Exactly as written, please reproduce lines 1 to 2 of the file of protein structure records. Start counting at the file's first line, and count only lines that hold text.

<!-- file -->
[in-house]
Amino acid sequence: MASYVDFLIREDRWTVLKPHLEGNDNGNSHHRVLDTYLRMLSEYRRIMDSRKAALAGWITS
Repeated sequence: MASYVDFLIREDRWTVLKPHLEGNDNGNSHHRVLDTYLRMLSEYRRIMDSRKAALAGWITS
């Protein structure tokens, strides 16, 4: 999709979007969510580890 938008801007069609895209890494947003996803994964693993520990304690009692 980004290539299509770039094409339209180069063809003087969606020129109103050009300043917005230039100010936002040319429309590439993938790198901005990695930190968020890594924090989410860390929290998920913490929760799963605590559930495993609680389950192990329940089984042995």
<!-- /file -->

[in-house]
Amino acid sequence: MASYVDFLIREDRWTVLKPHLEGNDNGNSHHRVLDTYLRMLSEYRRIMDSRKAALAGWITS